Adamek and Kleiber impact patient pain after spinal fusion.

The nurses at the University of Iowa Children’s Hospital were bothered by the high pain ratings from kids who had gone through spinal fusion for scoliosis. But one of the therapies that received high ratings for helping with pain was music therapy.

This is how Mary Adamek, clinical professor of Music Therapy, and Kirsten Nelson, UI Children’s Hospital music therapist, got the idea to develop a music therapy program aimed specifically at spinal fusion patients. Most of these patients are teenaged girls who are undergoing the procedure to treat scoliosis. They are at an age and stage in their lives where communication with adults, including their parents, can be challenging, so the additional pain and trauma of surgery and recovery makes it an especially difficult situation. Establishing a program that would teach both the patients and their parents how to use relaxation techniques before surgery, and then providing support after, made sense to Adamek. She also knew that it was a large undertaking.

Mutual friends suggested that she meet Charmaine Kleiber, a faculty member in the College of Nursing, who has research and practical experience using guided imagery as a means for pain relief. In 2009, the two women began envisioning a web-based program for music-assisted relaxation aimed at spinal fusion patients.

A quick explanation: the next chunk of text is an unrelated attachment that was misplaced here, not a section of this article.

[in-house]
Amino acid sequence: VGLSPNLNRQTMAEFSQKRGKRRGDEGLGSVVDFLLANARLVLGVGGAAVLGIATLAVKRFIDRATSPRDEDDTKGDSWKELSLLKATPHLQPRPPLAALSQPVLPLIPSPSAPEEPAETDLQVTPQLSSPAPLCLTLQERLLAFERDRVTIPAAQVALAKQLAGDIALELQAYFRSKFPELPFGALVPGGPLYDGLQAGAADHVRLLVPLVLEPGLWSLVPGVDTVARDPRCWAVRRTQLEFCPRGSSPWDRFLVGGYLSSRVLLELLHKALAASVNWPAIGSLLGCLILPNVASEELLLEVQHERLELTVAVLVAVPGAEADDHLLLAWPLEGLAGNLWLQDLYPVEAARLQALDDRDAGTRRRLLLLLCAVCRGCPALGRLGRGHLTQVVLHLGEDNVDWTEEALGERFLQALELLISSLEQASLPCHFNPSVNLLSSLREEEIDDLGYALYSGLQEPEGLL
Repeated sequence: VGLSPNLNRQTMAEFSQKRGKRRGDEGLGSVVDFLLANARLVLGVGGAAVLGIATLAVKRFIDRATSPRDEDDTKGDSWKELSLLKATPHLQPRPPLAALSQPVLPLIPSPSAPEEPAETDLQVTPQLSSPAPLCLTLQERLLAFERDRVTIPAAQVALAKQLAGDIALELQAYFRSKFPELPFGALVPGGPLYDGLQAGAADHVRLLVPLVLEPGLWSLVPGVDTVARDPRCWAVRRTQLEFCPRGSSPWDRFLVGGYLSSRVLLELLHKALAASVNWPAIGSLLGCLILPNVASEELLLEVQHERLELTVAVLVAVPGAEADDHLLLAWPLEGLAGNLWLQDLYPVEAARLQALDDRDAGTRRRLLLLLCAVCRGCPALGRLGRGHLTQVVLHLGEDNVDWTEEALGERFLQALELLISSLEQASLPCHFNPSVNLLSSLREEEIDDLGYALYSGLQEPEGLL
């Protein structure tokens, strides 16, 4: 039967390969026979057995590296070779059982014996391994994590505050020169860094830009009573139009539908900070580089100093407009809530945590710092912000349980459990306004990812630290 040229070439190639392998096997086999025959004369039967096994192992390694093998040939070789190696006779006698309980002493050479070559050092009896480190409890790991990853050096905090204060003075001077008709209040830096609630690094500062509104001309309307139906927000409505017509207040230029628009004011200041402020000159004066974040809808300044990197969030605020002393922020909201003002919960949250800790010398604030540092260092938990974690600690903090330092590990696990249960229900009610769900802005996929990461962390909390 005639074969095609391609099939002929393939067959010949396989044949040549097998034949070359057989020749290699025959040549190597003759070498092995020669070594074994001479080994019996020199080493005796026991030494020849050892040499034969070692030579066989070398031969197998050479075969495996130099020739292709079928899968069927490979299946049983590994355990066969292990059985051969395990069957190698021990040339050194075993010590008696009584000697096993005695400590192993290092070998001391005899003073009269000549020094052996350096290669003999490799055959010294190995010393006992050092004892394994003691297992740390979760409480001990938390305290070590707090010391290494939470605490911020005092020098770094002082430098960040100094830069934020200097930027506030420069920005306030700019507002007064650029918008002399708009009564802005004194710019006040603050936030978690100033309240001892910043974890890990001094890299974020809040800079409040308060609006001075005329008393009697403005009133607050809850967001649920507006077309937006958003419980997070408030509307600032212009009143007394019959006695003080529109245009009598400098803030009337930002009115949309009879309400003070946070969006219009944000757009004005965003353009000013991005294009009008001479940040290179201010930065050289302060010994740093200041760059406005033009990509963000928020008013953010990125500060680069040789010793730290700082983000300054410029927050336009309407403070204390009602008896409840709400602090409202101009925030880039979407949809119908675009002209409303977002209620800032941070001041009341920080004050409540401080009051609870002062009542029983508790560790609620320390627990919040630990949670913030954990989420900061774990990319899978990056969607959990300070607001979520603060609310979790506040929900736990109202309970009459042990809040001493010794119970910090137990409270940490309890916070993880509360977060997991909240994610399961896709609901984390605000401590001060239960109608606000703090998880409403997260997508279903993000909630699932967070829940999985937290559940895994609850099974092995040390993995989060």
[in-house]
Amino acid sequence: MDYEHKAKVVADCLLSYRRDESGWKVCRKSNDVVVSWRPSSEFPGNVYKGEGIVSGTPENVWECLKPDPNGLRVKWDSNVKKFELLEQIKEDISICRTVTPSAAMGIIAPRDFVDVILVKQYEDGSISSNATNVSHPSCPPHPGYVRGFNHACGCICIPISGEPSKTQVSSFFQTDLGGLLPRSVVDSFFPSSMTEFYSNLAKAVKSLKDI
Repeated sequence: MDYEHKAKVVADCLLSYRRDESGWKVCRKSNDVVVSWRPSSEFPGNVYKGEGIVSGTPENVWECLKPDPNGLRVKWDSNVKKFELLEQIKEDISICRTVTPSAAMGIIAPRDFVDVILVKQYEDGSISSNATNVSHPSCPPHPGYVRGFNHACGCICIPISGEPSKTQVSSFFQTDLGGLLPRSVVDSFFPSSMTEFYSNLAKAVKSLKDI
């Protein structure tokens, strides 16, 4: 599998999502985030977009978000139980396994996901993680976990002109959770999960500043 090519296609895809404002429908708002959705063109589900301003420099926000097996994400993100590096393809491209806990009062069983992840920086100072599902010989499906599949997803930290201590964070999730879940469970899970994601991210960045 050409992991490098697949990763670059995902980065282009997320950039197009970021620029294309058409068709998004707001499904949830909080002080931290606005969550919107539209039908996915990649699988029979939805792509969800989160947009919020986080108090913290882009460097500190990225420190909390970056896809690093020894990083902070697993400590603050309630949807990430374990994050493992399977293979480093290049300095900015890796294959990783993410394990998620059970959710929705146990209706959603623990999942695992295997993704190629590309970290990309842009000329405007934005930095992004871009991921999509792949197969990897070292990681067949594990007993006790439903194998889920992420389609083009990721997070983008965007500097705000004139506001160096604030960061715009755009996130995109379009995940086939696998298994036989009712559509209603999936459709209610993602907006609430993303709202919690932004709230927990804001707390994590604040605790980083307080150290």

“Although Charmaine and I had a lot of overlapping interests and expertise, we had never met,” says Adamek. “Nor could either of us have done this project alone. The end result is so much richer because of our combined knowledge and the people each of us can bring to it.”

Kleiber, for instance, has been able to engage the help of the primary surgeon in this area at the UI Children’s Hospital, while Adamek had an ongoing relationship with the Student Instructional Technology Assistants (SITA) who are technically developing the projects’ multiple audio and video components.

The project has also come together faster than originally expected as a result of the Obermann Interdisciplinary Research Grant that allowed the pair to work side by side for several weeks during the summer of 2011. “We are piloting this project several years earlier than we otherwise would have as a result of the Obermann grant,” says Adamek. No matter how dedicated she and Kleiber have been to the project, she notes, they never could have found sufficient time to work closely together in addition to their regular teaching and research responsibilities without a shared space.

The project will pilot in fall 2011 when ten young people will use the web-based training program to learn about music therapy and music assisted relaxation for pain relief. Participants will start by training in relaxation techniques prior to surgery. Much like a Lamaze class in which a pregnant woman learns breathing and other relaxation techniques before going into labor, Adamek and Kleiber know that they have to effectively educate the young patients and their parents before surgery. More one-on-one sessions with a music therapist will continue after surgery, in addition to video “sessions” that are available via the iPad whenever a patient feels in need.

Even though spinal fusion can be a very painful surgery, the combination of pain medication and non-medical interventions such as music therapy can make a big difference. As one teen who experienced music therapy after her surgery for scoliosis noted: “The music helped calm me down and helped me relax. It helped make the pain go away.” Which is music to Adamek’s and Kleiber’s ears!